Ideas

August 27, 2020

Alberta fiscal deficit hits historic high; however, economic recovery must remain the priority

Alberta’s fiscal update released this morning is sobering but unsurprising. An $11.5 billion drop in revenues from the economic shutdown, combined with $5.3 billion in additional spending-directly and indirectly related to COVID-19-caused the projected deficit to jump from $7.3 billion to just over $24 billion. This total represents an all-time high for the province, even after accounting for inflation.

That said, there was an aura of inevitability to this announcement. There have been differences of opinion on how to approach emergency COVID-19-related supports amid the economic shutdown, but there was no real debate that such measures were necessary. The Business Council of Alberta was certainly among those advocating that the government should prioritize health, safety and social support over balancing the budget.

As a result of the decline in revenues and emergency spending, Alberta’s debt has also reached a new all-time high. In total, the net debt—the total debt less financial and non-financial assets—is projected to top $64B this fiscal year. While these numbers are huge and, yes, unprecedented, the debt is not our biggest priority. Economic recovery is. The faster and stronger our recovery, the faster government revenues will rebound, helping to return Alberta to a more sustainable fiscal situation.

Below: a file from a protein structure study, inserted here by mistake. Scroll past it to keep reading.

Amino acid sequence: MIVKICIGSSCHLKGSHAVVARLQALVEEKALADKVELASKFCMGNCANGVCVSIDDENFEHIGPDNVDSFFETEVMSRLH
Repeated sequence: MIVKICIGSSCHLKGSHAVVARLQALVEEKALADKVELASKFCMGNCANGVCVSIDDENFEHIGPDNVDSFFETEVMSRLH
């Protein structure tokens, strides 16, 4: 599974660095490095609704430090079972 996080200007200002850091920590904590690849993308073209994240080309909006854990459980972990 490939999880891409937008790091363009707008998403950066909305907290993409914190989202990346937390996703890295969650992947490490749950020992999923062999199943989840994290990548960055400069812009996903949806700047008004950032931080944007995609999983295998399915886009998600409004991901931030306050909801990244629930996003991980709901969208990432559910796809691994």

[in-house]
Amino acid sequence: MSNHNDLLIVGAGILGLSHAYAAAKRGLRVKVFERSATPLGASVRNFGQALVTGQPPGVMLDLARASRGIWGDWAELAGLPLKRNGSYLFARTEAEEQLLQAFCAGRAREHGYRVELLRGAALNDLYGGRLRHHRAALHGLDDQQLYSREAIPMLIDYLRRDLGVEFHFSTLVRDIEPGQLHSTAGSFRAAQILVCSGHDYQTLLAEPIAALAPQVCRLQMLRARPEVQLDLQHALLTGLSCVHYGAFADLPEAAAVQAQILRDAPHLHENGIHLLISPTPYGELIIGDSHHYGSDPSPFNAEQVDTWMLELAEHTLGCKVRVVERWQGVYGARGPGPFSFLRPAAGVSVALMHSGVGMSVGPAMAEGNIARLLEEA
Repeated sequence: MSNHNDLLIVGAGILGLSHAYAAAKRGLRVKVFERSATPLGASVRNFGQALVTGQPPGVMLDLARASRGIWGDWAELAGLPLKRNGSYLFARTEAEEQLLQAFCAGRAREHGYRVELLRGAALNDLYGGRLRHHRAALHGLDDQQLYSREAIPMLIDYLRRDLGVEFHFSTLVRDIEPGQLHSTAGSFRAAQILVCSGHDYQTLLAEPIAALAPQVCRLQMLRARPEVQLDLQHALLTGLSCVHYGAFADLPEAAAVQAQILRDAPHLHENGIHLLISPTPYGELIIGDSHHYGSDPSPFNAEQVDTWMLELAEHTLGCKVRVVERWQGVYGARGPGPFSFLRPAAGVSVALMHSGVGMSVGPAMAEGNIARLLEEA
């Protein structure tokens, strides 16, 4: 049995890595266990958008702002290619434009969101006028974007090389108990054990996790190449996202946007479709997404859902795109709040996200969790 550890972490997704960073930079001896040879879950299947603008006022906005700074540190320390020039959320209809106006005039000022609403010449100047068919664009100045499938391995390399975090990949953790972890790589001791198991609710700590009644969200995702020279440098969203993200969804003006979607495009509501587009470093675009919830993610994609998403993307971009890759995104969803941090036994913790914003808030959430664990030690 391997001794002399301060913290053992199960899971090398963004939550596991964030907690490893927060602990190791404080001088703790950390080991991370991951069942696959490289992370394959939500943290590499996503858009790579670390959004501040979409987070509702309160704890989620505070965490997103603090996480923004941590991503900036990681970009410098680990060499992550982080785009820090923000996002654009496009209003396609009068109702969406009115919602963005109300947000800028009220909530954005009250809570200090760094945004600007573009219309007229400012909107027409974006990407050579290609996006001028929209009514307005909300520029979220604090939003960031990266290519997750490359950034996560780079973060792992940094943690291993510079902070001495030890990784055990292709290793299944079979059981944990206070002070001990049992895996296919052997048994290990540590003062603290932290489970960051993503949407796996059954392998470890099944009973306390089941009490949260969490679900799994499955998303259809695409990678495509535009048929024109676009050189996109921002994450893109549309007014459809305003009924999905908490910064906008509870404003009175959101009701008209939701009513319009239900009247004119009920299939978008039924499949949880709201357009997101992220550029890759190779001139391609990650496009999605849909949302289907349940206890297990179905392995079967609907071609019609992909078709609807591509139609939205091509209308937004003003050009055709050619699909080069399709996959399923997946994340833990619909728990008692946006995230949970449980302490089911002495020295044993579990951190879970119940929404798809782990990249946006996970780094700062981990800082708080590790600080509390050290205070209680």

One factor working in our favour is interest rates which affect the cost of government borrowing. Interest rates are so low that even a large amount of debt is relatively cheap for the government to finance. This means that while the deficit and the net total debt has increased considerably, the government could end up paying less servicing that debt than it would have otherwise. Even with the huge jump in debt this year, debt servicing costs are expected to account for less than 4% of government spending. That’s still only about one third as much as we were spending on interest payments in the mid-1990s.

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